Saturday, January 27, 2007

PA Reform Populists Want Convention Initiatives Referendums

A Pa Convention to alter the PA Constitution, the idea crops up again and again. Why? There's nothing wrong with the Pennsylvania Constitution. The PA Constitution was clear back in July 2005 when the state legislators voted themselves salary increases (completely legal by the way), but at the same time took the increases in the form of unvouchered expenses during the term in which the increases were passed. Unconstitutional.

It was the incumbents, the men and women holding an elected office of public trust who trampled on the already binding and clear tenets of the PA Constitution.

In the meantime, for treatment of the issue of a 2007 PA Con-Con and dangers of an open, general convention and further discussion points visit

good explanation of the sorry affair of the paygrab

What does Tony Phyrillas want again, however, to smack the legislators into reality, yep, a convention and initiatives and referendums. Direct Democracy.

How many times does someone have to point to the framers of the PA Constitution and federal constitution to prove the founders did not create a democracy? Instead, they created a republic, a nation of the rule of law, not the rule of men...

Phyrillas persists in including the convention and initiatives and referendums among a listing of reforms the state legislators should consider as those proposed by the "people."

Actually, the other reform recommendations are not bad, but they can all be done without a convention.

All except for the term limits. Term limits will keep the two-party majority system in place, and shuffling names and faces around every twelve years or whatever the maximum of the term limits will be will only get different names and faces.

The entrenched party ideologies will not change, and those ideologies are exactly where the problems are.

For some reason, Phyrillas just doesn't get it. The same people who have abused the PA Constitution will be the delegates to a convention. Look for PCN to heavily cover the reform recommendations of Democracy Rising, too, with no rebuttal from those who object to convening a PA Constitutional Convention. If it all sounds familiar, it is...

Tuesday, January 23, 2007
Pa. residents finally get a say on reform
Tony Phyrillas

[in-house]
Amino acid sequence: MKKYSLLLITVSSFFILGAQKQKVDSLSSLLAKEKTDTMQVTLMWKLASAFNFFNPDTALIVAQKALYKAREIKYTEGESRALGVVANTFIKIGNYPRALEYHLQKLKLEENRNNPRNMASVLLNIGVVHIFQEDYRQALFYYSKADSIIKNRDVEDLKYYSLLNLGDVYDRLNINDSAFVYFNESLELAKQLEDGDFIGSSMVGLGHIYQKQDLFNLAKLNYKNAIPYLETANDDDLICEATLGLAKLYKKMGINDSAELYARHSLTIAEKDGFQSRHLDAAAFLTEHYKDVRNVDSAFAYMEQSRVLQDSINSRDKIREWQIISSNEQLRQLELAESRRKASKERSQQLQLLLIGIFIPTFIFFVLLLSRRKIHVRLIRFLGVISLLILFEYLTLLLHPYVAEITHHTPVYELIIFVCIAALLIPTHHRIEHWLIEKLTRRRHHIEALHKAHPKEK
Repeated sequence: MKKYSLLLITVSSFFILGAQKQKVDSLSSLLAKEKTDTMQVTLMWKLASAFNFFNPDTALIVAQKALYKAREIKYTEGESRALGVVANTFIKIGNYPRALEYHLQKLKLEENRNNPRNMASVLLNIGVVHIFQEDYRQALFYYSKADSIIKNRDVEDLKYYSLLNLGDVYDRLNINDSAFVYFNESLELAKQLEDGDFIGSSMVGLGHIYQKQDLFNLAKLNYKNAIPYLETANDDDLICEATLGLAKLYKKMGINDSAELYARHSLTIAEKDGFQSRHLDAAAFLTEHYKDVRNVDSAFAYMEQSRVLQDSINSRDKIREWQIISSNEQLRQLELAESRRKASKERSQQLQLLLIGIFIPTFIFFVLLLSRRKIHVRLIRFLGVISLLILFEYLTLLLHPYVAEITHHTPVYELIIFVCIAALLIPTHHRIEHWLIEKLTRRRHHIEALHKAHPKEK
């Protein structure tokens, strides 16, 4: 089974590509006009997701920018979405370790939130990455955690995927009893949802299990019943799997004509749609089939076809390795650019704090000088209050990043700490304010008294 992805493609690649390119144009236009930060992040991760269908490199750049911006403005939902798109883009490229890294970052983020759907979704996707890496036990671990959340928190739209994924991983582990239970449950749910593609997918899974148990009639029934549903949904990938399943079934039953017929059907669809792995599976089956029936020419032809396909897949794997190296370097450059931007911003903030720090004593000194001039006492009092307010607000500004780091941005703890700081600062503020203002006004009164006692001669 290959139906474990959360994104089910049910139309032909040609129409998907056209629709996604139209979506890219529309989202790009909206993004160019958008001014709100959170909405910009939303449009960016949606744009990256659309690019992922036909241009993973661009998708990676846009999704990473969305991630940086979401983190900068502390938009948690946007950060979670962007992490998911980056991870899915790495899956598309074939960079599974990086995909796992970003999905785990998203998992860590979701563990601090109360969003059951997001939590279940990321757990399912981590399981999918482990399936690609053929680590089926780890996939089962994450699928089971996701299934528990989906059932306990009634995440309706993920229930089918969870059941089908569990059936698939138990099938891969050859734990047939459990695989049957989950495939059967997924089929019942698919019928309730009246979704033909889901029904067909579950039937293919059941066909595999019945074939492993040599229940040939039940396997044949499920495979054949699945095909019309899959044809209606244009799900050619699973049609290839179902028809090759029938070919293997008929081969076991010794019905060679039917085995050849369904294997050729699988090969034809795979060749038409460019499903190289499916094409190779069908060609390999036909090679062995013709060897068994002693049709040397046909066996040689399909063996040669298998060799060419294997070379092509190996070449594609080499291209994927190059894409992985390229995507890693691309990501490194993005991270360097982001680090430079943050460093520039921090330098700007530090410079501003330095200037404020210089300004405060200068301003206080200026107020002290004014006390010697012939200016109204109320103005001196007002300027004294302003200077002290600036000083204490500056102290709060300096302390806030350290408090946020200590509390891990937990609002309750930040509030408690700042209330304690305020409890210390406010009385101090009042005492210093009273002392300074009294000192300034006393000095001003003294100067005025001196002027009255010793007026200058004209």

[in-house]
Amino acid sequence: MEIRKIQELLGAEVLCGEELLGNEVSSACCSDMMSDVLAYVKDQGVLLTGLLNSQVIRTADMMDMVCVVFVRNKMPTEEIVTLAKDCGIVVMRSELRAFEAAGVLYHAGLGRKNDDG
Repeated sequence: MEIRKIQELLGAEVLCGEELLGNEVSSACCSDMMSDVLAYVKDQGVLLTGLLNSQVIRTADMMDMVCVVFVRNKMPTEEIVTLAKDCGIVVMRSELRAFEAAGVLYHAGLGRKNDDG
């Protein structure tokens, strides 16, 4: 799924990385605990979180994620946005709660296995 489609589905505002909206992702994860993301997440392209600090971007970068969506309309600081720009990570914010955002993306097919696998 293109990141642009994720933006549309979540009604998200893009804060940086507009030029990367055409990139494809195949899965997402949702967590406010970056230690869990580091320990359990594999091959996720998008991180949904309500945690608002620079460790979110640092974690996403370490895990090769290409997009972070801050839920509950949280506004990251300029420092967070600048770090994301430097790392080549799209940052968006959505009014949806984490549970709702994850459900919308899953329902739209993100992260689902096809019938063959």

Here's a switch. Pennsylvania lawmakers want to hear what Pennsylvania residents have to say...

A House panel studying the need for legislative reforms has set up an e-mail address where citizens can send their ideas for improving the lawmaking process, according to The Associated Press.

Here's your chance to tell the members of the Pennsylvania House of Lords that it's time to return government to the people.
Here's a few suggestions for ways to reform Harrisburg.

1) Convene a Constitutional Convention as soon as possible
2) Allow for voter Initiative, Referendum and Recall
3) Cut the size of the Legislature in half
4) Eliminate pensions for elected officials and all other lawmaker perks
5) Term limits on legislators, committee chairmen, legislative leaders
6) Redraw legislative districts to make them competitive
7) Real regulation of lobbyists and campaign finances
8) Eliminate legislative 'lame duck' sessions
9) Ban 'ghost voting' and all forms of 'proxy voting'
10) No more midnight votes; Do the people's business in the light of day

Tony Phyrillas constant refrain...

To make sure that reform is more than just talk, an unusual mix of organizations has formed a coalition that is pushing a "Roadmap to Reform.

"The campaign was announced last week in Harrisburg by nine organizations representing the left, center and right of the political spectrum. The coalition listed 10 ways the legislature can improve the way the people's business is conducted in Harrisburg and it challenged politicians to have the reforms in place before Oct.

1.The organizations proposing the "Roadmap to Reform" are: Common Cause Pennsylvania; Commonwealth Foundation, Democracy Rising PA, League of Women Voters of Pennsylvania, Pennsylvania Citizens for Legislator Accountability, Pennsylvania Council of Churches, Rock the Capital, Stop the Illegal Pay Raise Inc. and Young Conservatives of Pennsylvania.The "Roadmap to Reform" includes steps to make government transparent and elections more competitive, according to Tim Potts, co-founder of Democracy Rising PA.

It also includes a call to convene the state’s first general constitutional convention since 1873.

Key elements of the 'Roadmap' include:

• Banning lawmakers from taking gifts and entertainment from lobbyists.
• Posting all legislative votes for the public within 24 hours.